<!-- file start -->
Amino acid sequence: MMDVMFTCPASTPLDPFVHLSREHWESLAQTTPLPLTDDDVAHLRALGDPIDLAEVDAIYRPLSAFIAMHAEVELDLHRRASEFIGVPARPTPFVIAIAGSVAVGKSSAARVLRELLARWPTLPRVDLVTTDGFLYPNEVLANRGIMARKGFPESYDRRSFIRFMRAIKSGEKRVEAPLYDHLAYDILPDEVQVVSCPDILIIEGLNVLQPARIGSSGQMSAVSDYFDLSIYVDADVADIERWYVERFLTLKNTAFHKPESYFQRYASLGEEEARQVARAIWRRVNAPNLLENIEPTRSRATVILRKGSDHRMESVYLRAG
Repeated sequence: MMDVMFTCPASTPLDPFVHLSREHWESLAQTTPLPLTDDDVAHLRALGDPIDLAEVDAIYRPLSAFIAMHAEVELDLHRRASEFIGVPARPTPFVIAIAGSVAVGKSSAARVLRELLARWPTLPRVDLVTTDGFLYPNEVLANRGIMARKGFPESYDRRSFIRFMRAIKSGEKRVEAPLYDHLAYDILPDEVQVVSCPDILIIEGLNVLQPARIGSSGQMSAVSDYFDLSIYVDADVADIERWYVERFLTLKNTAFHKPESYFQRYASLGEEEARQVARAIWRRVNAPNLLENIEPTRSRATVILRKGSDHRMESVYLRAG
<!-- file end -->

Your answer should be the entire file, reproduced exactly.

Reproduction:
Amino acid sequence: MMDVMFTCPASTPLDPFVHLSREHWESLAQTTPLPLTDDDVAHLRALGDPIDLAEVDAIYRPLSAFIAMHAEVELDLHRRASEFIGVPARPTPFVIAIAGSVAVGKSSAARVLRELLARWPTLPRVDLVTTDGFLYPNEVLANRGIMARKGFPESYDRRSFIRFMRAIKSGEKRVEAPLYDHLAYDILPDEVQVVSCPDILIIEGLNVLQPARIGSSGQMSAVSDYFDLSIYVDADVADIERWYVERFLTLKNTAFHKPESYFQRYASLGEEEARQVARAIWRRVNAPNLLENIEPTRSRATVILRKGSDHRMESVYLRAG
Repeated sequence: MMDVMFTCPASTPLDPFVHLSREHWESLAQTTPLPLTDDDVAHLRALGDPIDLAEVDAIYRPLSAFIAMHAEVELDLHRRASEFIGVPARPTPFVIAIAGSVAVGKSSAARVLRELLARWPTLPRVDLVTTDGFLYPNEVLANRGIMARKGFPESYDRRSFIRFMRAIKSGEKRVEAPLYDHLAYDILPDEVQVVSCPDILIIEGLNVLQPARIGSSGQMSAVSDYFDLSIYVDADVADIERWYVERFLTLKNTAFHKPESYFQRYASLGEEEARQVARAIWRRVNAPNLLENIEPTRSRATVILRKGSDHRMESVYLRAG